Citation(1995) 7 SAcLJ 191
Published date01 December 1995
Date01 December 1995

It is common for articles of association of companies to provide for service of documents upon members by posting to the member’s registered address. Some companies’ articles go even further and provide that where notice is sent by post, service is deemed to be effective if the letter is properly addressed, stamped and posted. The efficacy of this sort of “deemed service” provision was recently considered by Judge Paul Baker QC in Re Thundercrest Ltd (Chancery Division, May 27 1994).1

The plaintiff was a member of Thundercrest Ltd. A rights issue was proposed and agreed to by all three members of the company. Each member was to be offered 10,000 new shares. On March 24 1994 a letter of provisional allotment and form of acceptance was sent to the plaintiff by recorded delivery post. The plaintiff was given until April 11 to accept.

Unfortunately, no one was home when the postman called. The letter was returned to the sorting office. On April 15 the directors of the company met to discuss what to do with the plaintiff’s shares. No response had been received from him. It was decided that the shares provisionally alloted to the plaintiff should be alloted in equal proportions to the other two members of the company. The deadline for payment was extended from April 18 to April 25.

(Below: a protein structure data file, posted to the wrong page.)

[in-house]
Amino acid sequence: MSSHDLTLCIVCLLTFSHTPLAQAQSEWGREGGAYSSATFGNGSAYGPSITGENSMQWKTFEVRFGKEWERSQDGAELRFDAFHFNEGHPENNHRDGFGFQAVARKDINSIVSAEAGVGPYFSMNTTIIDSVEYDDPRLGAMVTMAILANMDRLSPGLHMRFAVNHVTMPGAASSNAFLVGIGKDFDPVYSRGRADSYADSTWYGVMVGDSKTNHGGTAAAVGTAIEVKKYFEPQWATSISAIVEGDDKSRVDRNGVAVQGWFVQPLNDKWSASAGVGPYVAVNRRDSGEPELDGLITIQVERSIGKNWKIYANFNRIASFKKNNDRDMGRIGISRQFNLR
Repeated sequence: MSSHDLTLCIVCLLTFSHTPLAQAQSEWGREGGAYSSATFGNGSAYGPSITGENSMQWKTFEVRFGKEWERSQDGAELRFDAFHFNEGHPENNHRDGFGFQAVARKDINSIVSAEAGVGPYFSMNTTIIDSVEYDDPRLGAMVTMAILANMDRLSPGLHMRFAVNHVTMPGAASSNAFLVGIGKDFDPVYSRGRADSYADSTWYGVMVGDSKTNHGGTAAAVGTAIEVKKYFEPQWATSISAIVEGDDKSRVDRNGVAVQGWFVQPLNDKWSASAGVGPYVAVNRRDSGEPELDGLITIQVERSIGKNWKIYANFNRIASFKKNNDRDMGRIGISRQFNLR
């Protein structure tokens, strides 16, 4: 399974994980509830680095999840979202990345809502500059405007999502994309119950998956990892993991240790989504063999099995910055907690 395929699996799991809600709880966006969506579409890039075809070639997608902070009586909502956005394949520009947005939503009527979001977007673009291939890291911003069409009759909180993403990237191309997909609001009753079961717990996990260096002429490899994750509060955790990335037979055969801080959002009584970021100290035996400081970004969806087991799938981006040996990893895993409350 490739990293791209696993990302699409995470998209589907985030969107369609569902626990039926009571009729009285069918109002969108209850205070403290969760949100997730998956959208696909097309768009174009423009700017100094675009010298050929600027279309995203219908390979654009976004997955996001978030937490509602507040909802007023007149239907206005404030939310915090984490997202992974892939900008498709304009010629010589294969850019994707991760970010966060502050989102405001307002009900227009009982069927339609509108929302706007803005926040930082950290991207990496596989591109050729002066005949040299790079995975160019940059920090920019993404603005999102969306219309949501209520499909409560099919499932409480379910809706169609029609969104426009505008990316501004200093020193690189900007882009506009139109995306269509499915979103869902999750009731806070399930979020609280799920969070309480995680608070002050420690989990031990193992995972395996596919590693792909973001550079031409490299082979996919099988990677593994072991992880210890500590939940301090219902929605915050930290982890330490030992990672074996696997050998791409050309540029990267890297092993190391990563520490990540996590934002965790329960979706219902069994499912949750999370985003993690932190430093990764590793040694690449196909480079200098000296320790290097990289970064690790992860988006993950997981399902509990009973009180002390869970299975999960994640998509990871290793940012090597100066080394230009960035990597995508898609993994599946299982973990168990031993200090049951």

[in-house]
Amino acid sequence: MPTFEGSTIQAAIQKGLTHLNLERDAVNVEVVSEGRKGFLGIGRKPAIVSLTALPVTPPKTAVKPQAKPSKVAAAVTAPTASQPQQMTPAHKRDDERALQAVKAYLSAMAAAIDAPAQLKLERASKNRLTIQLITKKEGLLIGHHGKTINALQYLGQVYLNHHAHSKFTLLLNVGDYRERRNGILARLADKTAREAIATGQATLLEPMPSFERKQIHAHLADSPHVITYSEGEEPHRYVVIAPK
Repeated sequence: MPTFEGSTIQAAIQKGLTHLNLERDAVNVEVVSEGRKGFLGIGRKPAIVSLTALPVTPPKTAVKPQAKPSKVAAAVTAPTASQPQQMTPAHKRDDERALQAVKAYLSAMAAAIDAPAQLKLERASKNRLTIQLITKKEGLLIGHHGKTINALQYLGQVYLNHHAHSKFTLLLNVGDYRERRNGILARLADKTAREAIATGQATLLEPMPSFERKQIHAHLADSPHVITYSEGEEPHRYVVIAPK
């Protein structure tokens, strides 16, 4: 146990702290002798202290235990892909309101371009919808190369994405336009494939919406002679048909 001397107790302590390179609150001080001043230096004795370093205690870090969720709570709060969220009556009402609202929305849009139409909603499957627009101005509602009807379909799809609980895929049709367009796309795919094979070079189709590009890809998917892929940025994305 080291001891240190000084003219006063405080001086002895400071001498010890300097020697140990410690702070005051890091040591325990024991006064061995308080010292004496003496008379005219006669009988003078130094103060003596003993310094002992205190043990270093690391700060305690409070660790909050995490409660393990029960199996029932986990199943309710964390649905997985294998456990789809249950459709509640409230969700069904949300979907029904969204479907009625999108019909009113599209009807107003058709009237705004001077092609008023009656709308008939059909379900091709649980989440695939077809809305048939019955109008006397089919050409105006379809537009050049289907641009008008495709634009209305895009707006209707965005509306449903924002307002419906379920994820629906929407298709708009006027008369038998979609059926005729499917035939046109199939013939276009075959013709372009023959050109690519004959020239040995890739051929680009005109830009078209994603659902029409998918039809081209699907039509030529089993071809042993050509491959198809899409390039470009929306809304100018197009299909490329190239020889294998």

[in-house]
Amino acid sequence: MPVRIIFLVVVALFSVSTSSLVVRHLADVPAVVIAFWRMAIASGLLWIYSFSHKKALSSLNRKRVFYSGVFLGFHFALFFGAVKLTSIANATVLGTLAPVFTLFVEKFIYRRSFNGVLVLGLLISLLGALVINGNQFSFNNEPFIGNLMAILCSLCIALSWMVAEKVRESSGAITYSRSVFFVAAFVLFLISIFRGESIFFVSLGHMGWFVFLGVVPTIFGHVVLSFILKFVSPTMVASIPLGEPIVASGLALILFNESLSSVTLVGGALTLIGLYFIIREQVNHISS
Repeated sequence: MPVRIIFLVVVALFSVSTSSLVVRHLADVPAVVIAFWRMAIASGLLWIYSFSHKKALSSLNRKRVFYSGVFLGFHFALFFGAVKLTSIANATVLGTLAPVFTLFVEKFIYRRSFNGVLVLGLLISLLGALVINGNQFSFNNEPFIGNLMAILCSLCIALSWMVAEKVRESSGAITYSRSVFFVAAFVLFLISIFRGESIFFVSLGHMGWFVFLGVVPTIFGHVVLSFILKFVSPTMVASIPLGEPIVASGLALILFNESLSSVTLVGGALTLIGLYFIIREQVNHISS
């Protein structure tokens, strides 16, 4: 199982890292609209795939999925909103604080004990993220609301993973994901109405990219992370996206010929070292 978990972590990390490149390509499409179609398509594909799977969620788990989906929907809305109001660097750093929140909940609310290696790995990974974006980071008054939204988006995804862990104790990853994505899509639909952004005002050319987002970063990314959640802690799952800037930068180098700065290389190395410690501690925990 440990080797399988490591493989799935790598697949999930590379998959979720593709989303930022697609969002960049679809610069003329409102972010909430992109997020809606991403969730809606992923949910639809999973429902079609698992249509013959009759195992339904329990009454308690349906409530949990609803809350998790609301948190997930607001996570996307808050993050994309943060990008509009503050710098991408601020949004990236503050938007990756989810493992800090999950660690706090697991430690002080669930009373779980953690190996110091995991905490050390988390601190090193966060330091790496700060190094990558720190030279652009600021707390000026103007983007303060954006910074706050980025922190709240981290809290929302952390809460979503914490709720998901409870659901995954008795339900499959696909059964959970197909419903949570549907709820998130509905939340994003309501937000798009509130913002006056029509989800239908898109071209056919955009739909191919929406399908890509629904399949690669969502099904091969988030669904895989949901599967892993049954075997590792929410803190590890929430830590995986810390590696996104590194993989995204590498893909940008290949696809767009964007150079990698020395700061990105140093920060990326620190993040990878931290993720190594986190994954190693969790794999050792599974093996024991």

Three days after the directors’ meeting, on April 18, the company’s letter to the plaintiff was returned by the Post Office. It was clear that there was only one attempt to deliver it and that thereafter it had been retained by the Post Office in the expectation that someone would collect it on the plaintiff’s behalf.

Thundercrest Ltd took the position that since no response had been received from the plaintiff by April 11, they were entitled to allot his shares to the other shareholders. The plaintiff’s evidence was that he never received the letter of provisional allotment, nor was he informed that it was at the Post Office awaiting his collection. The key issue was whether Article 22 of the company’s articles effectively precluded the plaintiff from claiming that he had no notice of the letter of provisional allotment. That article provided as follows:

“Where notice is sent by post, service of the notice shall be deemed to be effected by properly addressing, pre-paying and posting a letter containing the notice, and if posted by pre-paid first class mail, to have been effected at the expiration of 24 hours after the letter

containing the same is posted, and if...

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